Do I have to? I don’t want to put on my shoes, and it’s freakin’ cold outside, and now even doing last night’s dishes is starting to look good. But if I don’t get my butt out into my garden every other day or so, especially now that it’s wet and cold, those ripe red raspberries will grow moldy and drop off the vine into the dirt. And because I am the daughter of a Depression Baby who ate tuna salad that was green and fuzzy rather than let it go to waste, those fallen berries haunt me like fuzzy green ghostlets. Waning daylight pokes at me like a sharp stick before I finally get my fanny out the door.
Once I get going, I always wonder what took me so long. Sure, a spider might drop down in my face, but I try not to scream—it scares the neighbors–and toss the whole bowl of berries into the air like juicy fireworks—all those perfectly good berries hitting the dirt would send my poor mother spinning.
But I can’t hear the robins singing from my armchair, and I enjoy listening to the neighbors calling their kids in for supper. And while my hands are busy, my thoughts carry me to unexpected places. This evening I spent a little while with my Grandpa Gus, remembering how he would turn us loose in his garden to fill our bellies with sun-warmed berries. For the grownup me, the icing on the Forced March Out to the Garden Cake was a colander brimming with raspberries, which turned out to be the filling for the pie.
In the garden I had a quiet moment to reflect upon the writing life. If you’ve been a writer for more than fifteen minutes, you’ve already heard that if you want a piece of the pie, you need to establish a social media platform. Facebook, Twitter, LinkedIn, Google Plus, other ones of which I’ve never heard so I can’t even spell them, and a blog. Kristen Lamb, the social media expert for writers tells us to blog at least once a week, ARGH! But three posts would be better. TRIPLE ARRRGGGHHH!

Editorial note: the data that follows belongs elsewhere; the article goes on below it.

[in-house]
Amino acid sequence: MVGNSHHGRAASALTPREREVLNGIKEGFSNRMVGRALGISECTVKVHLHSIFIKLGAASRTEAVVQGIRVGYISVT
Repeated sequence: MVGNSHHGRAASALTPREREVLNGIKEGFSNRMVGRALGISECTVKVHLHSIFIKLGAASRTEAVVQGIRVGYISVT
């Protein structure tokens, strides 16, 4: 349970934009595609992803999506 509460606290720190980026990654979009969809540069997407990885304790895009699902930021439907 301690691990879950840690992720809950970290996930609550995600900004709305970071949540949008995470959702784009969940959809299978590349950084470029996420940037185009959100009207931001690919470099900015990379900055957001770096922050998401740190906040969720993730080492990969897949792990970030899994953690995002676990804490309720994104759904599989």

I was born an old dog, and new tricks don’t come easy. My long suffering husband had to drag me to the computer (what is that thing and why are you making me touch it?), tie me to a chair, and force me to learn how to use it. This happened only about a hundred times before I was willing to trade in my quill for a Mac. Now writing equals cut and paste, and I use my quill for dusting the keyboard. Then came e-mail. (Why bother with that when I can’t keep up with snail mail, and it probably won’t catch on anyway!? ) But you can’t hold back the tide with a teaspoon. E-mail and the internet were keepers, too; without them I couldn’t run a business, network professionally, or find nearly so many fascinating ways to procrastinate.
I’ve been pretty good about keeping up with the raspberry harvest this year. If I can do that, I reckon I can learn one more new trick, and keep up with the blogging. So here I go.
Copyright 2011 Naomi Baltuck